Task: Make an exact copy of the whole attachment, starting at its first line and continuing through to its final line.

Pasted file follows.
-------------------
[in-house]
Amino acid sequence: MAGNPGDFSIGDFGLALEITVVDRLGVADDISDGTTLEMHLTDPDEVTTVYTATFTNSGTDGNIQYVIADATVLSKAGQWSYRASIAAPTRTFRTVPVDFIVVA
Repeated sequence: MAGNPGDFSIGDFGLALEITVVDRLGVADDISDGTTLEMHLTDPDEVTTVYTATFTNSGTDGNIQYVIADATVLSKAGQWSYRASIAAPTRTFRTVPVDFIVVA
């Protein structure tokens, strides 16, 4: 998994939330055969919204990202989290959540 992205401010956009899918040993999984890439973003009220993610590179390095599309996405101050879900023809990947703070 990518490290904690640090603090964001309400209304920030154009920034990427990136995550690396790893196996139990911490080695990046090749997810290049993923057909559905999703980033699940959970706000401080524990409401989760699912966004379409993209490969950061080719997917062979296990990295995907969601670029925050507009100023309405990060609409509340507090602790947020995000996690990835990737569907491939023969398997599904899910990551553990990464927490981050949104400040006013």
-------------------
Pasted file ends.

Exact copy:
[in-house]
Amino acid sequence: MAGNPGDFSIGDFGLALEITVVDRLGVADDISDGTTLEMHLTDPDEVTTVYTATFTNSGTDGNIQYVIADATVLSKAGQWSYRASIAAPTRTFRTVPVDFIVVA
Repeated sequence: MAGNPGDFSIGDFGLALEITVVDRLGVADDISDGTTLEMHLTDPDEVTTVYTATFTNSGTDGNIQYVIADATVLSKAGQWSYRASIAAPTRTFRTVPVDFIVVA
């Protein structure tokens, strides 16, 4: 998994939330055969919204990202989290959540 992205401010956009899918040993999984890439973003009220993610590179390095599309996405101050879900023809990947703070 990518490290904690640090603090964001309400209304920030154009920034990427990136995550690396790893196996139990911490080695990046090749997810290049993923057909559905999703980033699940959970706000401080524990409401989760699912966004379409993209490969950061080719997917062979296990990295995907969601670029925050507009100023309405990060609409509340507090602790947020995000996690990835990737569907491939023969398997599904899910990551553990990464927490981050949104400040006013």